Syfy has the latest incarnation of the “Stargate” series, Stargate Universe. This incoherent casserole of a show has a spaceship that looks like an Art Nouveau lapel pin, magic rocks and an incomprehensible plot. They showed a marathon earlier this week, leading up to the first episode of Season Two. I watched a few eps. It didn’t help.
The Stargate Project found an old spaceship with the keys in it, and decided to take it out for a spin. When I was growing up this was called joy-riding and you got in trouble for it, but I guess we’re more liberal in the future. Oh, sorry, no—Wikipedia says they got attacked by bad aliens on their secret other planetary base and had to escape in the old spaceship. Well, that’s very different.
There was a senator aboard and he died. Excuse me, don’t those people have staff? Who lets their senator wander unattended around the ancient artifact space ship? Anyway, the guys on the ship can’t drive it and can’t get back to earth because they have to do something difficult/impossible with the stargate that’s on the ship. They have to wait until the ship stops to refuel itself (it nibbles on stars, the second coolest thing about the show,) in order to do the magic mumbo-jumbo on the stargate and leap home. Maybe. I think.
So who’s on the ship? There are two teams; the Stern Military and the Spunky Civilians. Stern Military includes a leader, the Thoughtful Colonel Everett Young, a guy named Matthew who is very buff but seems like he might be mean, and a great-looking dark-skinned guy who is very buff but seems like he might be mean, too. There is a doctor named Tamara on the Stern Military team. Playing for the Spunky Civilians: designated Pretty Girl Chloe, the dead senator’s daughter; Irreverent Geek Eli; Grumpy (and kinda crazy) Genius Rush, and some other guy with big dark eyes and black hair who stands around next to Rush and looks worried. Then there’s a character named Camille, who started off Military—at least she was in desert camo—but now seems to be playing for Team Civilian.
This could be suspenseful. Where is the ship going? How will they survive? How will they get home? The folks back on earth are out of radio range, let alone cell phone range, but not to worry! They have magic rocks that allow crew from the ship to swap bodies with folks on earth, a clever, bewildering plot device that mitigates any sense of urgency. Somehow, when you can pop home any time—admittedly into another body—things just don’t seem so bad. The rock-trips do get awkward, though. Matthew, hiding out in the body of some other guy, nearly blew his cover when he found out that his high school girlfriend never did have that abortion, and he was the father of a nine-year-old boy. And Camille must be driving her loyal lover, Sharon, completely crazy showing up in a different body, including a quadriplegic spinal cord accident victim, each visit. There has to be some etiquette about the rock-trips. For example, on the other end of Camille’s swap with the paralyzed woman, is a character who wants to have sex with Rush (she had a major Rush-crush back in graduate school). This will be her one chance to have sex . . . but Camille, when she’s driving that body, prefers women. Is it rude to have sex with a man in Camille’s body, behind her back, so to speak? See, it’s an etiquette thing.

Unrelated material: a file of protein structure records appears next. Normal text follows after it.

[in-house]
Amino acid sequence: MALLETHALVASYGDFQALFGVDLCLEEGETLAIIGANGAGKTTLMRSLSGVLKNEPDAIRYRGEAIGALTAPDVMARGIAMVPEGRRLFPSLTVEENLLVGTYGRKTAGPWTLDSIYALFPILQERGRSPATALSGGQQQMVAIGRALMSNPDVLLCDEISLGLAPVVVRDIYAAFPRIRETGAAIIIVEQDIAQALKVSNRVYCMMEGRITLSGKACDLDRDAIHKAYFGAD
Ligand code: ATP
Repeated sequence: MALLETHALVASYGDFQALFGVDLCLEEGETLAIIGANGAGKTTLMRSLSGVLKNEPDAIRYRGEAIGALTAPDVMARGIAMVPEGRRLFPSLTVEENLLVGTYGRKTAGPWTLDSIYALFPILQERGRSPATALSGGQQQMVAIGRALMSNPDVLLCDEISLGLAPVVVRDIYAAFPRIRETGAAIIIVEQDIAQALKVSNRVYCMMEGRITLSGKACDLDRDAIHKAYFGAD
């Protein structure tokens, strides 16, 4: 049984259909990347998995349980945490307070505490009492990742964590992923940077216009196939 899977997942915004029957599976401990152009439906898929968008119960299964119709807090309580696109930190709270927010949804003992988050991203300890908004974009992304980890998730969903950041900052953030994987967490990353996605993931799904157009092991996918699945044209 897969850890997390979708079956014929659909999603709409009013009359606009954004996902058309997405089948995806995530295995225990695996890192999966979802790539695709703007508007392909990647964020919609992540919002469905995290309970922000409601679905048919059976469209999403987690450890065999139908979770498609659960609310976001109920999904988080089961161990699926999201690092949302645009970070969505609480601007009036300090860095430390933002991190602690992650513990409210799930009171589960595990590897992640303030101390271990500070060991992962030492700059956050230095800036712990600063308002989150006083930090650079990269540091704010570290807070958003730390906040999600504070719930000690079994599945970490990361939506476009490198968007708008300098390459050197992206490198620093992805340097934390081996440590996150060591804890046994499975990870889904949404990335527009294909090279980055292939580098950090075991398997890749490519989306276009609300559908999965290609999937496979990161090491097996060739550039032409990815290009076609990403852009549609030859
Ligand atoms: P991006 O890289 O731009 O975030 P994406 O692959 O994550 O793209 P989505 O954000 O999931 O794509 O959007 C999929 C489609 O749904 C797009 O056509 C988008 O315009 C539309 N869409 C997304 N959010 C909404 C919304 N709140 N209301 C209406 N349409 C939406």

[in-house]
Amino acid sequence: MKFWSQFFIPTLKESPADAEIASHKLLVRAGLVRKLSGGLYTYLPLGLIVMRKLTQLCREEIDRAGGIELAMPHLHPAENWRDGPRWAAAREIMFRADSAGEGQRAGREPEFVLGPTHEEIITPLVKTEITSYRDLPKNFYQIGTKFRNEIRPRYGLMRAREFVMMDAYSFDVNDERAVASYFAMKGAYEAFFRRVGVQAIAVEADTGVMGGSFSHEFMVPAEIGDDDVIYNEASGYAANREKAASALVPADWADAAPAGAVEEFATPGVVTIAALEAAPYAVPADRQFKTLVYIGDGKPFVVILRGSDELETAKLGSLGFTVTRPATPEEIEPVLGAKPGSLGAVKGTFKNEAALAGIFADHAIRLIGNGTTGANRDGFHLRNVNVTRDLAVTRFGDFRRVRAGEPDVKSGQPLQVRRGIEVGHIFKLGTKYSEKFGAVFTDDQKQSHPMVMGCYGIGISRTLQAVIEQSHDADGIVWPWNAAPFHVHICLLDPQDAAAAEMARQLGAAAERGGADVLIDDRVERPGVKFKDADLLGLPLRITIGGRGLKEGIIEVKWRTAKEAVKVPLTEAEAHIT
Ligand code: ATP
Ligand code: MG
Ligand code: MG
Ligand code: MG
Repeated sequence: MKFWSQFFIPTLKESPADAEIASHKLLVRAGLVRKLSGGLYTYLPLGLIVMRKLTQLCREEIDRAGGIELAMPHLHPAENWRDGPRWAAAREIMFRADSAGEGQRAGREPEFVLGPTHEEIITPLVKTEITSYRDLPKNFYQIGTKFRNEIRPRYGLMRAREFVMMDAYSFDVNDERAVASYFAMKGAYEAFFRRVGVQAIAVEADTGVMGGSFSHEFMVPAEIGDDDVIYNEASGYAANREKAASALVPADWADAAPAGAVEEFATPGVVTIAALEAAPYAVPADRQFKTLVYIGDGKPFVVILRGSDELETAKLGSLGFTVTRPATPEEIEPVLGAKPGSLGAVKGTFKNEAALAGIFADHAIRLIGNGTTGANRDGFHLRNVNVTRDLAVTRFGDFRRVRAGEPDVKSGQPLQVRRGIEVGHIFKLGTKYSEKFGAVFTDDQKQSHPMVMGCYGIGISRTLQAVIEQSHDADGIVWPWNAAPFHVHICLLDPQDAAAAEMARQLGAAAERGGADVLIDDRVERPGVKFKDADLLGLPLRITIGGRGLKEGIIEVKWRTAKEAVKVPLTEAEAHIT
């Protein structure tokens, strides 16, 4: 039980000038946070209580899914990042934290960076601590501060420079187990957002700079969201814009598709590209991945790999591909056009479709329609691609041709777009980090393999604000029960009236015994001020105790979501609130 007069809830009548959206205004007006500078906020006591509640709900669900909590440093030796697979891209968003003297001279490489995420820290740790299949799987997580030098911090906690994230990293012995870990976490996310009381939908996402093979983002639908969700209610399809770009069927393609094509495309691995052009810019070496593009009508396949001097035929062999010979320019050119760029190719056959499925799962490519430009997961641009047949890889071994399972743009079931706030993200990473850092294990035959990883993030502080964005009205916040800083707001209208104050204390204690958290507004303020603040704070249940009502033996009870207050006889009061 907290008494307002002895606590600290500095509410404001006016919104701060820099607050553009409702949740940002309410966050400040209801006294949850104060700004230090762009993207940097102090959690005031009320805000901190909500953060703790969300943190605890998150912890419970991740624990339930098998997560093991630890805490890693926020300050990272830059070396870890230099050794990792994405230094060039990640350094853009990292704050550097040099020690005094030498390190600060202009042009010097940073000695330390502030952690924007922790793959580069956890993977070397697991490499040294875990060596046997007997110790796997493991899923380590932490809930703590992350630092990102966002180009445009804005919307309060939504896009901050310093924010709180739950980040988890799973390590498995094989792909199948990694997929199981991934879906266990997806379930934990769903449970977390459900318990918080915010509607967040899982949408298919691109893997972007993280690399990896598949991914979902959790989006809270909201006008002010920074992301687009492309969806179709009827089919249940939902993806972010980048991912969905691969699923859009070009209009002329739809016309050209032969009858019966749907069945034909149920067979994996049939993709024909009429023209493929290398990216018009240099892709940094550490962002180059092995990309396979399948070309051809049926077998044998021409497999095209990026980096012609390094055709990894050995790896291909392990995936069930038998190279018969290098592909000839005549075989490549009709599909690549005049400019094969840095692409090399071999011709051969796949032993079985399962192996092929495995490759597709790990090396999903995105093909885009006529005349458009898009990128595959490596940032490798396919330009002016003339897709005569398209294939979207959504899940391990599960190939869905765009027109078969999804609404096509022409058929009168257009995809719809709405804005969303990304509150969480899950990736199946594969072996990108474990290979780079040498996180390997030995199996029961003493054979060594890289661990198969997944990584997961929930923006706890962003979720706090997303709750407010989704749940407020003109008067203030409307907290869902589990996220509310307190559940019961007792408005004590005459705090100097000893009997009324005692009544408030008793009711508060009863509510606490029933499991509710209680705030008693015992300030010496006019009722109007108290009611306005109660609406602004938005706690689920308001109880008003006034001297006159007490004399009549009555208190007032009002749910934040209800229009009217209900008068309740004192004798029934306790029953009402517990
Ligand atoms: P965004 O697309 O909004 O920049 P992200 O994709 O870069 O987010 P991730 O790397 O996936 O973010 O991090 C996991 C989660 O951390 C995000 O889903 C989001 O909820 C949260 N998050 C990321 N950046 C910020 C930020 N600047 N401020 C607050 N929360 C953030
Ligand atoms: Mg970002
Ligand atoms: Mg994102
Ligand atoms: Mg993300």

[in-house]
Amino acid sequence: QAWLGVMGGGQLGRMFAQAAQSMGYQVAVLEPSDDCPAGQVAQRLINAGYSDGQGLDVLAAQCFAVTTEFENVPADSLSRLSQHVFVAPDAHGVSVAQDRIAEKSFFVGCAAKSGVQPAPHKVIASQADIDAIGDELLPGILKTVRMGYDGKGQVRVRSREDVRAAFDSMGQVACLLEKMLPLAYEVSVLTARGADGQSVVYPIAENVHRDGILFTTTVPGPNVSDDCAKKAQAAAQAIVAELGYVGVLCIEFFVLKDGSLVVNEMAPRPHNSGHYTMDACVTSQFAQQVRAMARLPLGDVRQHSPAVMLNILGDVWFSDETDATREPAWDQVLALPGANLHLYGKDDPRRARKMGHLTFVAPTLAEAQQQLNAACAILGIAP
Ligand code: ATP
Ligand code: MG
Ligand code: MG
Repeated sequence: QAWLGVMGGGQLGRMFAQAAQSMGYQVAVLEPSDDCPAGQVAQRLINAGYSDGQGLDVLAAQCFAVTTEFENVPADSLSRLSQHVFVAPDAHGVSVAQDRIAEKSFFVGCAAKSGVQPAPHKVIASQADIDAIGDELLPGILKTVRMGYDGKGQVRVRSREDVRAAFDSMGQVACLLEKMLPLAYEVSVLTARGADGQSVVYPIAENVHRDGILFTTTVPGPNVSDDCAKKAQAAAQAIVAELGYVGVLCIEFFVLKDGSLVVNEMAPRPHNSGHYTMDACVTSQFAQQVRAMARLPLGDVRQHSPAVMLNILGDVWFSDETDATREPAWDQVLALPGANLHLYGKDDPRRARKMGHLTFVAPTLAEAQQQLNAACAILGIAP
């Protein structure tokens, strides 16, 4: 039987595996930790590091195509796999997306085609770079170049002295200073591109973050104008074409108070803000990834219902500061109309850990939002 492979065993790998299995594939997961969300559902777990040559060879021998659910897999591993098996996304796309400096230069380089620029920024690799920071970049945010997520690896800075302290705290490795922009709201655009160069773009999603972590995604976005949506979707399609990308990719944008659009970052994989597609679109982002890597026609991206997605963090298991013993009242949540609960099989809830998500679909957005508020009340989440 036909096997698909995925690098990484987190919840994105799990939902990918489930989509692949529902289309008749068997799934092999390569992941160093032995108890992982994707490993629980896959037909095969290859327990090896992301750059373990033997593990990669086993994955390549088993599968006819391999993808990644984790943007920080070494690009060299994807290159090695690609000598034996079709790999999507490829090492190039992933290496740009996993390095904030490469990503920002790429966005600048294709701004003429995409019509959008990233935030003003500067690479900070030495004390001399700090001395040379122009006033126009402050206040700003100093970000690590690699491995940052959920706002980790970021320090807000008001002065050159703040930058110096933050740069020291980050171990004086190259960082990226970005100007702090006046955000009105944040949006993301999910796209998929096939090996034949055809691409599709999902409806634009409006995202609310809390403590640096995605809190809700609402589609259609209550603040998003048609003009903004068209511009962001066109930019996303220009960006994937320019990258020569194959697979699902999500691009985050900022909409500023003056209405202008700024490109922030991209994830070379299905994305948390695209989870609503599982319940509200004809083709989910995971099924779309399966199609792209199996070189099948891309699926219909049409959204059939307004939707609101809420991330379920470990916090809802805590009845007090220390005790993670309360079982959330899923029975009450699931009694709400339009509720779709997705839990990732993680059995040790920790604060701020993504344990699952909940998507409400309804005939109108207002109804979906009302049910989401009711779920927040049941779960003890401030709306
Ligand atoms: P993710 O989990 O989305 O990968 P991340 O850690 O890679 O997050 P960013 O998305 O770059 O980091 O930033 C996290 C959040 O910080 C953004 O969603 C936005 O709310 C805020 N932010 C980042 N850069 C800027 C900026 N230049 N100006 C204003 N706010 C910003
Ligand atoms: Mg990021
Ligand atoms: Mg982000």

Adding complexity, which we really didn’t need, is the Tough Guy, played by Lou Diamond Phillips, who is/is not a traitor and at the end of Season One is/is not dead. Take your pick.
The ship stops at planets with stargates, I guess. Since they hadn’t really finished exploring the ship, you would think they would have plenty of potential storyline, but somehow we still get the hallucinating-your-deepest-desire-or-fear episode, the bad-aliens-attack-and-we-must-use-untried-ancient-technology episode, and the someone-has-to-go-outside-and-get-back-before-the-radiation-flare episode. Please note that I didn’t even watch all of those; I could tell by catching the first five minutes or the last five. Then some bad guys invade the ship, I guess through the ship’s own unguarded stargate. End Season One.
The real issue is that they have to match up nine chevrons on the stargate ring. I know, it does sound like a casino game. The way to do this is mathematical, but one hour a week of Eli hunched over his iPad, hollering, “More Red Bull! Okay, maybe it’s the square root of six over the sum of the square of—Gah! That just blows up the ship!” would get boring. And this show desperately does not want to be boring.
It wants to be “dark and gritty,” and is achieves darkness. Would it kill them to turn on some lights? If “gritty” means everyone except the Irreverent Geek and the Pretty Girl are cynical and venial without redeeming nobility, they’ve achieved that too. They have the prettiest starship I’ve seen in a while,and it refuels by sipping energy off stars like a galactic butterfly in a meadow of flowers, but the rest–I don’t think I can commit to this one.